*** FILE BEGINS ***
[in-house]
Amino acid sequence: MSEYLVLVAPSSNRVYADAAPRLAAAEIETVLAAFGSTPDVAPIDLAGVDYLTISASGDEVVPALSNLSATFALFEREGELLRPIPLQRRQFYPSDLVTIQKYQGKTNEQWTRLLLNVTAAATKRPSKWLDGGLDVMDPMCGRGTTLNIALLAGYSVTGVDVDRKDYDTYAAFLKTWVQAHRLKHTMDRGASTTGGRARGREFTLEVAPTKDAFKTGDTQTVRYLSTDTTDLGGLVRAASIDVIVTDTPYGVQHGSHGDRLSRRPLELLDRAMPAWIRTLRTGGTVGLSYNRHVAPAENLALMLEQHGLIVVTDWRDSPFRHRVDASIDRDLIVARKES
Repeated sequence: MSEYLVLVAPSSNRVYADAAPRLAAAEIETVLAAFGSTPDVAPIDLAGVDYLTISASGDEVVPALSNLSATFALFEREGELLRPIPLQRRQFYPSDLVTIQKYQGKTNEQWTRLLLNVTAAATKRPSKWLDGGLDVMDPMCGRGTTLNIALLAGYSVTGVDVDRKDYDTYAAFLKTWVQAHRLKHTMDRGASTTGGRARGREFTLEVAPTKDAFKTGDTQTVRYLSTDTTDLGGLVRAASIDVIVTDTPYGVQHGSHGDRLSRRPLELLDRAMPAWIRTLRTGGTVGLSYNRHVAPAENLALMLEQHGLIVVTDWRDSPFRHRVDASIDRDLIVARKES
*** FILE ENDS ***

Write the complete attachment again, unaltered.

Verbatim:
[in-house]
Amino acid sequence: MSEYLVLVAPSSNRVYADAAPRLAAAEIETVLAAFGSTPDVAPIDLAGVDYLTISASGDEVVPALSNLSATFALFEREGELLRPIPLQRRQFYPSDLVTIQKYQGKTNEQWTRLLLNVTAAATKRPSKWLDGGLDVMDPMCGRGTTLNIALLAGYSVTGVDVDRKDYDTYAAFLKTWVQAHRLKHTMDRGASTTGGRARGREFTLEVAPTKDAFKTGDTQTVRYLSTDTTDLGGLVRAASIDVIVTDTPYGVQHGSHGDRLSRRPLELLDRAMPAWIRTLRTGGTVGLSYNRHVAPAENLALMLEQHGLIVVTDWRDSPFRHRVDASIDRDLIVARKES
Repeated sequence: MSEYLVLVAPSSNRVYADAAPRLAAAEIETVLAAFGSTPDVAPIDLAGVDYLTISASGDEVVPALSNLSATFALFEREGELLRPIPLQRRQFYPSDLVTIQKYQGKTNEQWTRLLLNVTAAATKRPSKWLDGGLDVMDPMCGRGTTLNIALLAGYSVTGVDVDRKDYDTYAAFLKTWVQAHRLKHTMDRGASTTGGRARGREFTLEVAPTKDAFKTGDTQTVRYLSTDTTDLGGLVRAASIDVIVTDTPYGVQHGSHGDRLSRRPLELLDRAMPAWIRTLRTGGTVGLSYNRHVAPAENLALMLEQHGLIVVTDWRDSPFRHRVDASIDRDLIVARKES